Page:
Do You Have Insomnia?

Answer these questions:

1. Do you have trouble falling asleep?

2. Do you have problems staying asleep?

3. Do you wake up too early and can’t get back to sleep?

4. Do any of these problems last at least 3 weeks?


If you answered yes to number 4, answer these questions about problems that occur when you are awake:

5. Do you feel like you do not get enough refreshing sleep?

6. Do you yawn and feel tired?

7. Do you lack energy or have fatigue?

8. Do you have a hard time concentrating?

9. Do you feel depressed and/or cranky?


If you answered yes to question number 4 and yes to any question from number 5 through 9, you could have insomnia.

Why You Need Sleep

Sleeping Disorders and Snoring

Getting enough sleep and good quality sleep helps you maintain good health and function your best during the day. You need sleep to:

•  Have energy.

•  Think clearly.

•  React quickly.

•  Be productive.

•  Learn and remember things.

•  Help your immune system fight infections.

According to the National Sleep Foundation, about 50% of adults in the U.S. have problems with sleep at least a few nights a week. And recent studies find that the average person gets less than 6 hours of sleep per night. (On average, adults need at least 7 to 8 hours of sleep each night.)


A lack of sleep or getting poor quality sleep can lead to a wide range of health problems.

Health Problems from a Lack of Sleep

•  Anxiety, depression, and alcohol abuse.

•  Obesity.

•  Heart disease.

•  High blood pressure.

•  Diabetes.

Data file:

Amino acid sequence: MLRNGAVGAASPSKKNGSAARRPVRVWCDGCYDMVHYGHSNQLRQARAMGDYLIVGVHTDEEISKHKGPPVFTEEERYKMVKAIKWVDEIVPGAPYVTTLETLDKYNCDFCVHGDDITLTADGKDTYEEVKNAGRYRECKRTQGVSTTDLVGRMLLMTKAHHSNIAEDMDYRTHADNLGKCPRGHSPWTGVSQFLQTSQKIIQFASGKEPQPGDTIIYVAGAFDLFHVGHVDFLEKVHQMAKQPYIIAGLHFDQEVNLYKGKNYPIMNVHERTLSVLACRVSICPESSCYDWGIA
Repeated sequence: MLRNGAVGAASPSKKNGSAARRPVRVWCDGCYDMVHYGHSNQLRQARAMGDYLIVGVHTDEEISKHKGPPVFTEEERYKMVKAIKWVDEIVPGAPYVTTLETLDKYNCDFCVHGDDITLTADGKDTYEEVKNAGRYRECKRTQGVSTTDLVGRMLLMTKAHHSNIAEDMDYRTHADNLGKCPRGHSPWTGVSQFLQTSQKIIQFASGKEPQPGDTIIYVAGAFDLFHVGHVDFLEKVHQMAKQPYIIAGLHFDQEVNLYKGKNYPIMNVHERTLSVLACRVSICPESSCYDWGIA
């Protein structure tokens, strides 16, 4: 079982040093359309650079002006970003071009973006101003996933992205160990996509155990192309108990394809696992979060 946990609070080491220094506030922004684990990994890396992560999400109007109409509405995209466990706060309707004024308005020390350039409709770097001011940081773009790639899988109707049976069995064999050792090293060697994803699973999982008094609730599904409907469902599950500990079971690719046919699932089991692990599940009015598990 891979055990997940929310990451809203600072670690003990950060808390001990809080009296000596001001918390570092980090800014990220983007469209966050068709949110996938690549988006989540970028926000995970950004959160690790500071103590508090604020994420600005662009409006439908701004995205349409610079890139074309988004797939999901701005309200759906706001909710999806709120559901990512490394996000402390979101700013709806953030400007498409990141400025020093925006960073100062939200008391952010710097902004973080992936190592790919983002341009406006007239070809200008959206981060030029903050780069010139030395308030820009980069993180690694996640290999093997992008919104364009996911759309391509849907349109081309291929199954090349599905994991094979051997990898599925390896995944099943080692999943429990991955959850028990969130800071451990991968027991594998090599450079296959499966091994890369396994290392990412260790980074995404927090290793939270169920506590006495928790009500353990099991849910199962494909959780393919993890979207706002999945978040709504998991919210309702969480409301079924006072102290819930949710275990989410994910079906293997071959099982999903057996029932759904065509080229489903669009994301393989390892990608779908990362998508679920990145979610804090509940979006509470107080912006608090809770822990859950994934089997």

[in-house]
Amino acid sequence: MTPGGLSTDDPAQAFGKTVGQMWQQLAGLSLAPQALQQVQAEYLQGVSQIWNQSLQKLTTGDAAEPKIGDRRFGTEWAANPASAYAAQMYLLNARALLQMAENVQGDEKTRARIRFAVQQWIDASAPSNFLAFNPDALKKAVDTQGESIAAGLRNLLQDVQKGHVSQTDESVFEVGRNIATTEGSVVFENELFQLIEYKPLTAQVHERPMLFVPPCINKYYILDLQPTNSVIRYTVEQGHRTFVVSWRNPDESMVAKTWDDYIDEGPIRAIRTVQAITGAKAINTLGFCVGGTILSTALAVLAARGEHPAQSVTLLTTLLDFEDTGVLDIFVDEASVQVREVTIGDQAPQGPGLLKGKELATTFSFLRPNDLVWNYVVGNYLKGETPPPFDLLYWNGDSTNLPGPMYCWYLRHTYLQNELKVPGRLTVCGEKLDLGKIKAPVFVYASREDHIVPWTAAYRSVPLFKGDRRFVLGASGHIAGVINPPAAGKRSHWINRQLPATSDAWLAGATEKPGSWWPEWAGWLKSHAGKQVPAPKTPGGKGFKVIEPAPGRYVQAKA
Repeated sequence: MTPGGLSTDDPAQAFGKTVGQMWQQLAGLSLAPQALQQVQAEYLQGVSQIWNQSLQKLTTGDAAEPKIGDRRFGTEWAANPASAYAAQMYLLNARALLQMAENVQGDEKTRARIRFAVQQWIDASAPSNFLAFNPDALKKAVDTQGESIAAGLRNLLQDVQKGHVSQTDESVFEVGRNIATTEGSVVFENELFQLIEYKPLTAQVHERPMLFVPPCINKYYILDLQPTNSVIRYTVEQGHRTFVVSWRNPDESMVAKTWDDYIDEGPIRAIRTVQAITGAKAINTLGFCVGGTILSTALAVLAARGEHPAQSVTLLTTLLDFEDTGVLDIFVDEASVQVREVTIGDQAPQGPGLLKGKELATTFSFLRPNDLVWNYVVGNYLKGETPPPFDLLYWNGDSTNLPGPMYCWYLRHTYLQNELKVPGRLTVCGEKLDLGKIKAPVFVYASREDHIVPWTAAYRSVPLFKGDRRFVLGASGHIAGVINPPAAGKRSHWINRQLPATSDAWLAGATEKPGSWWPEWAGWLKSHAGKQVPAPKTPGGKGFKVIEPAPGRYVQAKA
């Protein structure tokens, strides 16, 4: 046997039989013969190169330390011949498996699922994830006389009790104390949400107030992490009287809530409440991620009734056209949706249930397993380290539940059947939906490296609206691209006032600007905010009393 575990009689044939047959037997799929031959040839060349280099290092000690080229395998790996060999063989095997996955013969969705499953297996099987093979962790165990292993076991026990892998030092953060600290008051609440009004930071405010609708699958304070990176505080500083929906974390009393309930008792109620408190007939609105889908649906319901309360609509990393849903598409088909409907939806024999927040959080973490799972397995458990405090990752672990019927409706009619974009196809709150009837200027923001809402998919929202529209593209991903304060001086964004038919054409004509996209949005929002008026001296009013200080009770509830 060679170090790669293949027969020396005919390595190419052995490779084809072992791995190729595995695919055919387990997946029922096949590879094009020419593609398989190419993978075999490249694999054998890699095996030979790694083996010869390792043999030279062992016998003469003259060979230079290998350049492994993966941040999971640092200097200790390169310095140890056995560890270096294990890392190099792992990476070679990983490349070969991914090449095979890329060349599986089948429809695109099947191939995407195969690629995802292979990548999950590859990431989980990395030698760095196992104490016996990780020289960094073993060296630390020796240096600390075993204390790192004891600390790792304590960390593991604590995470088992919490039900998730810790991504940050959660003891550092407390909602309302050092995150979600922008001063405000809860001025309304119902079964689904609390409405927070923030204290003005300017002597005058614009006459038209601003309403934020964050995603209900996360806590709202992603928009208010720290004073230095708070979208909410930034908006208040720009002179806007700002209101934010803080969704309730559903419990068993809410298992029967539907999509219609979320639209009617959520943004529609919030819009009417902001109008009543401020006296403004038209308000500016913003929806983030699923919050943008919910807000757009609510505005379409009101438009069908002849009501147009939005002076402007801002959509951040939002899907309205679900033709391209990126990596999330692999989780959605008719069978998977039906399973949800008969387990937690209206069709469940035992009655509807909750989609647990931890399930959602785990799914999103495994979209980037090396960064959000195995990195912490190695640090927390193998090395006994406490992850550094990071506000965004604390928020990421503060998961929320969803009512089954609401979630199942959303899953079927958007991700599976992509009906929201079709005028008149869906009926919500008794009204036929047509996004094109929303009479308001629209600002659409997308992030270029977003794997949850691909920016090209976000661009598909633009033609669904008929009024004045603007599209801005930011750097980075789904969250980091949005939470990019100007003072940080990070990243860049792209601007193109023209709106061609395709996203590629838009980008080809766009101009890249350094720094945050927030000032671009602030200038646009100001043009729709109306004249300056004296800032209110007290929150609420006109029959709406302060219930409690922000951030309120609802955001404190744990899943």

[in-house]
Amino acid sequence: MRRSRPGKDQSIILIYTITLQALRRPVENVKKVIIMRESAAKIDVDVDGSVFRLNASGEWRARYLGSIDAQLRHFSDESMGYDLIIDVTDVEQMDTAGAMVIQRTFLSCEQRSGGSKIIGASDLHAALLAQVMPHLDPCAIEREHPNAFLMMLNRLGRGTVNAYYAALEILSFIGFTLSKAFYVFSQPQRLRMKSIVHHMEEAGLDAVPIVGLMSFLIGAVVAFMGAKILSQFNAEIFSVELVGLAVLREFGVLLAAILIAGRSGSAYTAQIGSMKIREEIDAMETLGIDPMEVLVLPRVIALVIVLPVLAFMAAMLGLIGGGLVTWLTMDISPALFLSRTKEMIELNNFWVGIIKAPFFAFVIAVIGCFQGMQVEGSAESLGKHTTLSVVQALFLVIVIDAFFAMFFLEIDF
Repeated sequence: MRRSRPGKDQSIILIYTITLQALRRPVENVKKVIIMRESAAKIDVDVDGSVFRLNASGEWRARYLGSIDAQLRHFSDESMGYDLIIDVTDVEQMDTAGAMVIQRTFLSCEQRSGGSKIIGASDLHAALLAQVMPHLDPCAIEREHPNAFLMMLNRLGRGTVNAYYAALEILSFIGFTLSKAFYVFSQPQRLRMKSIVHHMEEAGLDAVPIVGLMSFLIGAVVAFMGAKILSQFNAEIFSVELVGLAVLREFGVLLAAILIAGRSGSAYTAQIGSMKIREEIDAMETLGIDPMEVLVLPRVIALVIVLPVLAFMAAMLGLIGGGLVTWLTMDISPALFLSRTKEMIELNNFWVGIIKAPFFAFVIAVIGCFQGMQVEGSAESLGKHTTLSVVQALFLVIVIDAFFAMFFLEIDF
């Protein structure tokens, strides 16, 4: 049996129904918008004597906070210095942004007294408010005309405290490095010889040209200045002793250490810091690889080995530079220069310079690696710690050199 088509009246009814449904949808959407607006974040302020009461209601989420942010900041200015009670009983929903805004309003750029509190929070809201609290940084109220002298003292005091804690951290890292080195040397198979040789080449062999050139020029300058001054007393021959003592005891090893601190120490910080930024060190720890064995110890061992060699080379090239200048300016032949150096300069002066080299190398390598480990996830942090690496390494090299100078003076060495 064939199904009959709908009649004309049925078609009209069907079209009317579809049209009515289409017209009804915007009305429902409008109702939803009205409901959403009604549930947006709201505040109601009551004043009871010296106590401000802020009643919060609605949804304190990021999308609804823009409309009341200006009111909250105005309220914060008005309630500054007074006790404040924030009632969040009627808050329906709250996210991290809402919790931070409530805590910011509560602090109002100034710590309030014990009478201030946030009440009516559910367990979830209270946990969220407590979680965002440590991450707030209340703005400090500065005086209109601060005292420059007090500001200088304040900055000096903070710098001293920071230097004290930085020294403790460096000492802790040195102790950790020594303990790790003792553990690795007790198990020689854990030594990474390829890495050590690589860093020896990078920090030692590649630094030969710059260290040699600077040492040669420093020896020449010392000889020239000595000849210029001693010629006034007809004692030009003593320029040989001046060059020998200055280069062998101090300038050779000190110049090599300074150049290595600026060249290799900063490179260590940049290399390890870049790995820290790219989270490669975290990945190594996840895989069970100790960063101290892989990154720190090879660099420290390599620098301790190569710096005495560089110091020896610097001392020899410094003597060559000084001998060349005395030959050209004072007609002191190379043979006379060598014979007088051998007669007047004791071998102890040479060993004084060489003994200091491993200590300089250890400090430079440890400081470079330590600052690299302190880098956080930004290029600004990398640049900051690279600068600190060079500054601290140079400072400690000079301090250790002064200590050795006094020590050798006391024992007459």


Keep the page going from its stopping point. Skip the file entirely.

•  Stroke.

•  Gum disease.

•  Accidents and an increased risk for injury and death. About 20% of all serious car crashes are linked to driver sleepiness. Also, workers with severe insomnia make 2½ times more serious work errors than persons who get proper sleep.

Getting enough, quality sleep is as vital to good heath and long life as are healthy eating and regular exercise.

Do’s & Don’ts for Insomnia


•  Do regular exercise daily. Physical activity releases muscle tension, relieves anger, and improves mood.

•  Do mild exercises four or more hours before bedtime.

•  Do relaxation exercises as needed throughout the day and before you go to bed.

•  Follow a regular daily schedule for meals and snacks.

•  Choose larger meals at breakfast and lunch than at dinner. At each meal, have complex carbohydrate foods, such as whole-grain breads and cereals, fruits and vegetables.

•  Limit caffeine to 300 milligrams (mgs.) a day. More than 500 to 600 mgs. a day may cause you to be anxious, nervous, and makes it harder to sleep well.

•  Cut down on caffeine gradually. Daily usage of caffeine can result in physical dependence. If caffeine is stopped abruptly, withdrawal symptoms can occur. These include headache, feeling down, having a hard time concentrating, and fatigue.


•  Don’t do vigorous exercise within six hours of going to bed.

•  Don’t have large meals near bedtime. These may keep you awake, especially if you have heartburn or a similar problem.

•  Don’t have caffeine for 6 hours before bedtime.

This website is not meant to substitute for expert medical advice or treatment. Follow your doctor’s or health care provider’s advice if it differs from what is given in this guide.


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